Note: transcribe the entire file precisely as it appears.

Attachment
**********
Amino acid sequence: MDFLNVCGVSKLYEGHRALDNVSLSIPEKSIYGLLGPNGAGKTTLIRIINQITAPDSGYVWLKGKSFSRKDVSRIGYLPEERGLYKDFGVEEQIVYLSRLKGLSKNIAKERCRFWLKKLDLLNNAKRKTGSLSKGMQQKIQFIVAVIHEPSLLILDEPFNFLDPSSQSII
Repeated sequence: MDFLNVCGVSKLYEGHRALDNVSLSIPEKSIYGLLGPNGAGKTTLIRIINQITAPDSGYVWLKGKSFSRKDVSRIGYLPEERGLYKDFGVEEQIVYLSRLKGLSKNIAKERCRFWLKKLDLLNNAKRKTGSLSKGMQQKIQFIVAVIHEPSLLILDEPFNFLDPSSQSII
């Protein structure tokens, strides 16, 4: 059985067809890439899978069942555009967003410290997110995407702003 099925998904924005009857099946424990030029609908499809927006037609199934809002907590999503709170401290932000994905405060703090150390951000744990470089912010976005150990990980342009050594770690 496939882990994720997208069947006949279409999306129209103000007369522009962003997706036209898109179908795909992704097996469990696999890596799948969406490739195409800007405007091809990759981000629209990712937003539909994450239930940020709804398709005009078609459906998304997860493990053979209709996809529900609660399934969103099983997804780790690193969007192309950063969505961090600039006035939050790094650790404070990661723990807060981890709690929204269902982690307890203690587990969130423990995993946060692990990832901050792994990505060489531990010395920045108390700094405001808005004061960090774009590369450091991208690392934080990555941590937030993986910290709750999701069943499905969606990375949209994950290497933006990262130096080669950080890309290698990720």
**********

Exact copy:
Amino acid sequence: MDFLNVCGVSKLYEGHRALDNVSLSIPEKSIYGLLGPNGAGKTTLIRIINQITAPDSGYVWLKGKSFSRKDVSRIGYLPEERGLYKDFGVEEQIVYLSRLKGLSKNIAKERCRFWLKKLDLLNNAKRKTGSLSKGMQQKIQFIVAVIHEPSLLILDEPFNFLDPSSQSII
Repeated sequence: MDFLNVCGVSKLYEGHRALDNVSLSIPEKSIYGLLGPNGAGKTTLIRIINQITAPDSGYVWLKGKSFSRKDVSRIGYLPEERGLYKDFGVEEQIVYLSRLKGLSKNIAKERCRFWLKKLDLLNNAKRKTGSLSKGMQQKIQFIVAVIHEPSLLILDEPFNFLDPSSQSII
């Protein structure tokens, strides 16, 4: 059985067809890439899978069942555009967003410290997110995407702003 099925998904924005009857099946424990030029609908499809927006037609199934809002907590999503709170401290932000994905405060703090150390951000744990470089912010976005150990990980342009050594770690 496939882990994720997208069947006949279409999306129209103000007369522009962003997706036209898109179908795909992704097996469990696999890596799948969406490739195409800007405007091809990759981000629209990712937003539909994450239930940020709804398709005009078609459906998304997860493990053979209709996809529900609660399934969103099983997804780790690193969007192309950063969505961090600039006035939050790094650790404070990661723990807060981890709690929204269902982690307890203690587990969130423990995993946060692990990832901050792994990505060489531990010395920045108390700094405001808005004061960090774009590369450091991208690392934080990555941590937030993986910290709750999701069943499905969606990375949209994950290497933006990262130096080669950080890309290698990720």